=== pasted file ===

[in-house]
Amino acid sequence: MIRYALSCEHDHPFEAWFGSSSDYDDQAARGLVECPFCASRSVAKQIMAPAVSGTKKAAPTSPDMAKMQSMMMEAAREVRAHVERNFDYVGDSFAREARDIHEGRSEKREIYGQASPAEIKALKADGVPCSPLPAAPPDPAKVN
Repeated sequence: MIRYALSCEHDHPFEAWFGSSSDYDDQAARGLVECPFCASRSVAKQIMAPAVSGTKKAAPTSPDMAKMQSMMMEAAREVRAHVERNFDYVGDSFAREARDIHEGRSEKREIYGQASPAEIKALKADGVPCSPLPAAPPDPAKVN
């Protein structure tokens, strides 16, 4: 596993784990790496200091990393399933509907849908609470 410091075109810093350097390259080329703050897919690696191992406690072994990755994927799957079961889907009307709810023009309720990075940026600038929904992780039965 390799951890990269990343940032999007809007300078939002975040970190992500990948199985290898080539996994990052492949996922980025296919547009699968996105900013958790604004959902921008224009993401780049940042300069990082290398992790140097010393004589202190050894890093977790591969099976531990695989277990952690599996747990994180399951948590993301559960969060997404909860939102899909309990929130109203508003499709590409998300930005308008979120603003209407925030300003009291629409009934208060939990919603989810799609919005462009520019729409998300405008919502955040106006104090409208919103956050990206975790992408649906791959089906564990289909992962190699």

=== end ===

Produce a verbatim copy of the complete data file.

[in-house]
Amino acid sequence: MIRYALSCEHDHPFEAWFGSSSDYDDQAARGLVECPFCASRSVAKQIMAPAVSGTKKAAPTSPDMAKMQSMMMEAAREVRAHVERNFDYVGDSFAREARDIHEGRSEKREIYGQASPAEIKALKADGVPCSPLPAAPPDPAKVN
Repeated sequence: MIRYALSCEHDHPFEAWFGSSSDYDDQAARGLVECPFCASRSVAKQIMAPAVSGTKKAAPTSPDMAKMQSMMMEAAREVRAHVERNFDYVGDSFAREARDIHEGRSEKREIYGQASPAEIKALKADGVPCSPLPAAPPDPAKVN
């Protein structure tokens, strides 16, 4: 596993784990790496200091990393399933509907849908609470 410091075109810093350097390259080329703050897919690696191992406690072994990755994927799957079961889907009307709810023009309720990075940026600038929904992780039965 390799951890990269990343940032999007809007300078939002975040970190992500990948199985290898080539996994990052492949996922980025296919547009699968996105900013958790604004959902921008224009993401780049940042300069990082290398992790140097010393004589202190050894890093977790591969099976531990695989277990952690599996747990994180399951948590993301559960969060997404909860939102899909309990929130109203508003499709590409998300930005308008979120603003209407925030300003009291629409009934208060939990919603989810799609919005462009520019729409998300405008919502955040106006104090409208919103956050990206975790992408649906791959089906564990289909992962190699």